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Donald Trump Moves to Regulate Bump Stocks & Signals Desire for Tighter Background Checks

Not much courage here.
Donald Trump, gun control, bump stocks, Parkland shooting, mass shooting

WASHINGTON, DC - FEBRUARY 15: President Donald Trump delivers remarks about the shooting yesterday at Marjory Stoneman Douglas High School, at the White House on February 15, 2018 in Washington, DC. (Win McNamee/Getty Images)

President Donald Trump issued a directive to the Justice Department to issue regulations banning bump stocks which convert semiautomatic guns into automatic weapons.

“Just a few moments ago I signed a memo directing the attorney general to propose regulations that ban all devices that turn legal weapons into machine guns,” Trump said at a Medal of Valor event at the White House. Then, addressing Attorney General Jeff Sessions: “I expect these regulations to be finalized, Jeff, very soon.”

The Justice Department had announced in December that it had begun the process of reinterpreting the legality of the devices.

The process is “ongoing,” according to CNN, which notes that a proposal submitted by the Bureau of Alcohol, Tobacco, Firearms and Explosives “questioned the statutory definition of a machine gun under federal gun laws, drew more than 35,000 comments from the public, far more than usual, which likely signals that pro- or anti-gun control groups — or both — mobilized their membership and email lists to weigh in.”

In a statement yesterday, Justice Department spokeswoman Sarah Isgur Flores said: “The Department understands this is a priority for the President and has acted quickly to move through the rulemaking process. We look forward to the results of that process as soon as it is duly completed.”

During a press briefing earlier yesterday, White House Press Secretary Sarah Huckabee Sanders had spoken of Trump’s decision to support legislation that would regulate bump stocks.

“The President, when it comes to that, is committed to ensuring that those devices are — again, I’m not going to get ahead of the announcement, but I can tell you that the President doesn’t support use of those accessories,” Sanders said.

When asked if the president would support steps to raise the federal minimum age for buying military-style weapons, like the AR-15, which has proven itself the weapon of choice in past mass shootings, Sanders said: “I think that’s certainly something that’s on the table for us to discuss and that we expect to come up over the next couple of weeks.”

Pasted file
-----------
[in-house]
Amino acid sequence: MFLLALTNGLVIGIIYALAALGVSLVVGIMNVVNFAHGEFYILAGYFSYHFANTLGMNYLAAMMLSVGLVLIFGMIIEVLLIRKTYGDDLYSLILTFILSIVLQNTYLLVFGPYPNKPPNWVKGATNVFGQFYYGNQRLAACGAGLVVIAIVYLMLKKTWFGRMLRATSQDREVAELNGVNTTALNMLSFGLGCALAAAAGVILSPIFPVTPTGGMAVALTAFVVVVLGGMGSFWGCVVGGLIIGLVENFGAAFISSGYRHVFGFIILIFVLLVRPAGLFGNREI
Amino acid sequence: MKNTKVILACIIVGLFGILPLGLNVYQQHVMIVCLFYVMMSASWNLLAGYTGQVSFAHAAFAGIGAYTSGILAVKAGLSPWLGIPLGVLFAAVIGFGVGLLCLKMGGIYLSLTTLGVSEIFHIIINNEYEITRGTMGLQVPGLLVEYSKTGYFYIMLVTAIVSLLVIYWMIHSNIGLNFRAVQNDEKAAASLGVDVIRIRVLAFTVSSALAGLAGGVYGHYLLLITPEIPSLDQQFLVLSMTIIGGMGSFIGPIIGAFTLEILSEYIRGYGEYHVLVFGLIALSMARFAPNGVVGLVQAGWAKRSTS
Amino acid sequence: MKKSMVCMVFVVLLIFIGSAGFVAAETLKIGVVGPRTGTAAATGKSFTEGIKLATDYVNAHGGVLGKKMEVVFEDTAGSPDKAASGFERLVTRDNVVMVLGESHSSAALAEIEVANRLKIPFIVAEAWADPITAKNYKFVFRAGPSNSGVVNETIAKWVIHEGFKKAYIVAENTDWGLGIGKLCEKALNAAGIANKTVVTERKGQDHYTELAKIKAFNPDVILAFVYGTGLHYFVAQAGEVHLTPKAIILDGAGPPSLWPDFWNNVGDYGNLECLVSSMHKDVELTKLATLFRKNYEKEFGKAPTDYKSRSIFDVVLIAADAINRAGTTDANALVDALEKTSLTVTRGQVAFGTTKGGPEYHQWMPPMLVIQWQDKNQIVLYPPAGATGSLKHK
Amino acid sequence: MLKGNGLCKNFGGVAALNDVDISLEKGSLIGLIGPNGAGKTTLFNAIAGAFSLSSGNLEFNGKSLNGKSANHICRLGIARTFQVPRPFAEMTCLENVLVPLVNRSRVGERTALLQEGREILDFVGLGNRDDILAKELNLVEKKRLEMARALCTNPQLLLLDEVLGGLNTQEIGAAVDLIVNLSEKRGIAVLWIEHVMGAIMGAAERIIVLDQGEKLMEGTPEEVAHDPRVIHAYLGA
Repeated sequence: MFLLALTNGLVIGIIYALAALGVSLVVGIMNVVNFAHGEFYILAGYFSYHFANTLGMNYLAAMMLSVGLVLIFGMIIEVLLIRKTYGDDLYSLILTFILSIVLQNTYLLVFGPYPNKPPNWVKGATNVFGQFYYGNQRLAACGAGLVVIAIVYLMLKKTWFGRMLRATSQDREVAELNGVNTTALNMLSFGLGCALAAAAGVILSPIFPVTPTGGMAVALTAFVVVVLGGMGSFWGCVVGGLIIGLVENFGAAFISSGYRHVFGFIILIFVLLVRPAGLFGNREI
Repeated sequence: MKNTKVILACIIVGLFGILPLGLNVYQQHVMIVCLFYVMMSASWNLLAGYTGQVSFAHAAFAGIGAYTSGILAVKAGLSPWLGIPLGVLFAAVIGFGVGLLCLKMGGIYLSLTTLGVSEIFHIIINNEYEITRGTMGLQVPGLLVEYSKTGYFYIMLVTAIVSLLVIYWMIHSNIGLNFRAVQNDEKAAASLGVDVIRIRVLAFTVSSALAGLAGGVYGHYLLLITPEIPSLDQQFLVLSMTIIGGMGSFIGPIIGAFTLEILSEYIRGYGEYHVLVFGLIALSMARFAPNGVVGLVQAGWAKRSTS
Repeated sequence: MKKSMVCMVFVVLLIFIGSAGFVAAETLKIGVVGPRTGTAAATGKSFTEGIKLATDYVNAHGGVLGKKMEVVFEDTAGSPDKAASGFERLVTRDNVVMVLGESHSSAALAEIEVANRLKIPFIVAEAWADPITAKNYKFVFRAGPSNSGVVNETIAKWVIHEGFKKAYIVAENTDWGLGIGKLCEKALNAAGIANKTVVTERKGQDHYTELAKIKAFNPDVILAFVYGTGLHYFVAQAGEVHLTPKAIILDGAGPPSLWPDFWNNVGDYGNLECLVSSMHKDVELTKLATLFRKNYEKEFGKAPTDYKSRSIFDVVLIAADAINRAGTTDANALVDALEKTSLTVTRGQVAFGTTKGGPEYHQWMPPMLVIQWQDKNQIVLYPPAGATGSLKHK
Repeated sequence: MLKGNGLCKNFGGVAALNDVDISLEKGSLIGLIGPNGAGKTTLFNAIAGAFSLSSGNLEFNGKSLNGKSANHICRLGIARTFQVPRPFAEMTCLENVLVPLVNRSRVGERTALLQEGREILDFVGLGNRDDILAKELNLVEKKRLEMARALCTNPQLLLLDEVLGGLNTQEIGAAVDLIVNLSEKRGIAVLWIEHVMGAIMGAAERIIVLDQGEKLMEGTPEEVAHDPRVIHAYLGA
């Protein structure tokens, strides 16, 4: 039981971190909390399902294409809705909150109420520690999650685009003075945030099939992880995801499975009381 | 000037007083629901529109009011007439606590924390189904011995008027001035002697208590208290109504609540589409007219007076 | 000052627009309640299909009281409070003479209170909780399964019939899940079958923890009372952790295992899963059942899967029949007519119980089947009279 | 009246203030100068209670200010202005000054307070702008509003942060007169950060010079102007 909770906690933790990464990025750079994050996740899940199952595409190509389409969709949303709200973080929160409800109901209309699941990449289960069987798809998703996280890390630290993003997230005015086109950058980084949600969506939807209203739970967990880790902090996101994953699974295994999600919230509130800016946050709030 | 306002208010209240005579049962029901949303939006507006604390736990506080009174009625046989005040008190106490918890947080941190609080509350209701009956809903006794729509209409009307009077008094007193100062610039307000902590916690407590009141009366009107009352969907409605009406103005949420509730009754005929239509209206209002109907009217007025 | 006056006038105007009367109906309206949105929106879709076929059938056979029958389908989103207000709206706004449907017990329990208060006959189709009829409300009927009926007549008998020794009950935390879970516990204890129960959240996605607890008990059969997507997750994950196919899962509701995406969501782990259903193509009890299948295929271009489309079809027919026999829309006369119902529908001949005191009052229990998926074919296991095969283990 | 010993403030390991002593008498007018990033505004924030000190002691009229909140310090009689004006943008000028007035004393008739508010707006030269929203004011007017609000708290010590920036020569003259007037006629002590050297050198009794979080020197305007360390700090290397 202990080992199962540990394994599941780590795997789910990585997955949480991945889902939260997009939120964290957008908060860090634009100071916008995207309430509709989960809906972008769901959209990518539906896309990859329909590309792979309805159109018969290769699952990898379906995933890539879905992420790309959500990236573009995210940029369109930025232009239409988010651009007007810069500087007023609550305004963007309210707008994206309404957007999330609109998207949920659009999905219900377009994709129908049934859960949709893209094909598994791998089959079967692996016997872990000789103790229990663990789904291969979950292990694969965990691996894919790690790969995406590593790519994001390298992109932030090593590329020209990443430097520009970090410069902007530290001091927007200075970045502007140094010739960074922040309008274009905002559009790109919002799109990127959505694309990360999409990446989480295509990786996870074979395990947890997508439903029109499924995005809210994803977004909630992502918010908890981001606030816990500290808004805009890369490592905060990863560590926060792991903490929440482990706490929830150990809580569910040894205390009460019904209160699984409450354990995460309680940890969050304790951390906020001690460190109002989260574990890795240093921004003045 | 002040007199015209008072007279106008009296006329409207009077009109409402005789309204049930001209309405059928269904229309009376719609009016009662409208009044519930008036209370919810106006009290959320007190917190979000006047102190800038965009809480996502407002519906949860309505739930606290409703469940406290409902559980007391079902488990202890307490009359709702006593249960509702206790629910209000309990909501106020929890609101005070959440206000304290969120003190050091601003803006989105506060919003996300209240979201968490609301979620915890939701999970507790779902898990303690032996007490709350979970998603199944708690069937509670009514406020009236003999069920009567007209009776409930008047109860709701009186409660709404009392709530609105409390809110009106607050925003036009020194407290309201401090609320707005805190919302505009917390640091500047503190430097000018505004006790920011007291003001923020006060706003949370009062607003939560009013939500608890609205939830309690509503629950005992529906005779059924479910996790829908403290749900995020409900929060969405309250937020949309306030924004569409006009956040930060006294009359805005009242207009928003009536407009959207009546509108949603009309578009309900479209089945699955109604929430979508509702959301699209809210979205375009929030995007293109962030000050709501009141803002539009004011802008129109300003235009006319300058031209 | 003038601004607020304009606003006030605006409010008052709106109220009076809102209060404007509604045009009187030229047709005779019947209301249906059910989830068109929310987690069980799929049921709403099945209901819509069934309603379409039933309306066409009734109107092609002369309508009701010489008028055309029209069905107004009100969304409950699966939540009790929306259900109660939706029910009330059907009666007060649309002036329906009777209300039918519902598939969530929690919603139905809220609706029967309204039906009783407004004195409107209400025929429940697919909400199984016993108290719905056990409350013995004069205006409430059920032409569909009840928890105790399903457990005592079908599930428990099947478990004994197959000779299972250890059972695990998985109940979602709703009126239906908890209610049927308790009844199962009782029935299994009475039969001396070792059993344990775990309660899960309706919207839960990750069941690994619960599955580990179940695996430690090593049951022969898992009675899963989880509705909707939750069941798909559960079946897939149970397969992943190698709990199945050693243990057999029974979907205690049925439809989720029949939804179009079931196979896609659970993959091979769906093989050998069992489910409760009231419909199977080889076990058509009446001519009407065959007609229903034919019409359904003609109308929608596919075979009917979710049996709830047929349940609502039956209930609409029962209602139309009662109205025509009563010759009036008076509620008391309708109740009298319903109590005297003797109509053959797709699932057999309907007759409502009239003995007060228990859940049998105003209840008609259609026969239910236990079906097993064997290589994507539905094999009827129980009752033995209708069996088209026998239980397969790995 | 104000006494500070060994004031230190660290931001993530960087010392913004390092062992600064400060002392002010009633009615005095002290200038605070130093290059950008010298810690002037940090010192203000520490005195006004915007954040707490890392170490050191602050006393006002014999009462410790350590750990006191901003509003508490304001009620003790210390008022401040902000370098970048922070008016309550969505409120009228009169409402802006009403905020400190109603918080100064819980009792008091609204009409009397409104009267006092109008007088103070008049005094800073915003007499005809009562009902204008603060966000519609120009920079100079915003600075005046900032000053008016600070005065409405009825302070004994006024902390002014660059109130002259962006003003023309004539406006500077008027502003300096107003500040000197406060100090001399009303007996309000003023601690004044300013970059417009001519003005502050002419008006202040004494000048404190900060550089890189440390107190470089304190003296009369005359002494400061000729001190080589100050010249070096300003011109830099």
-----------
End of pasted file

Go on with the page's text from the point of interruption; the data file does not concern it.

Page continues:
Trump’s decision earned praise, particularly from Democrats who’d felt their efforts to back gun control legislation in the wake of recent mass shootings (particularly last week’s massacre at a high school in Parkland, Florida, which killed 17 people) had been stymied.

Newsweek‘s Kurt Eichenwald weighed in, saying that he sides with the president “when he is right” and that bump stocks “serve one purpose: To spray bullets at a crowd with machine gun speed.”

Senator Dianne Feinstein (D-CA), who last year introduced a measure in the Senate that would ban bump stocks, also praised the president’s decision but cautioned that new agency rules could backfire because of the ATF’s past stance on the devices.

If ATF tries to ban these devices after admitting repeatedly that it lacks the authority to do so, that process could be tied up in court for years, and that would mean bump stocks would continue to be sold,” Feinstein said. “Legislation is the only answer. “Words are one thing, Mr. President, but we need meaningful action.”

She also issued a call for the president to support her measure in a message to her Twitter followers. “If the president really wants to ban bump stocks, he will support our bill,” she wrote.

Senator Tulsi Gabbard (D-HI) echoed Feinstein’s call. “If this legislation were brought up for a vote, it would very likely pass with strong bipartisan support,” she said.

Morning Joe co-host Joe Scarborough, who previously served in the House of Representatives, said the president “deserves thanks for taking an important first step on gun safety laws by directing the AG to ban bump stocks.”

Trump had earlier indicated that he would support legislation that would improve the nation’s gun background check system, but other gun control supporters said the president’s move is a minor one, and too little too late.

Senator Chris Murphy (D-CT), who took the national stage to discuss the issue after the 2012 Sandy Hook massacre, said he is unimpressed. “Let’s not pretend this is some huge concession on his part,” he said. “If this is all the White House is willing to do to address gun violence, it’s wholly insufficient.”

Shannon Watts, the founder of Moms Demand Action for Gun Sense in America, also voiced her reservations. “The devil is in the details, and it remains to be seen whether the Department of Justice will actually prohibit bump stocks, or if the White House will pull a bait and switch,” she wrote.

The president’s directive came on the same day that the Florida House of Representatives struck down a motion to consider a bill that would ban assault rifles. The 36-71 vote largely across party lines rules out the possibility of banning assault rifles during the current legislative session.

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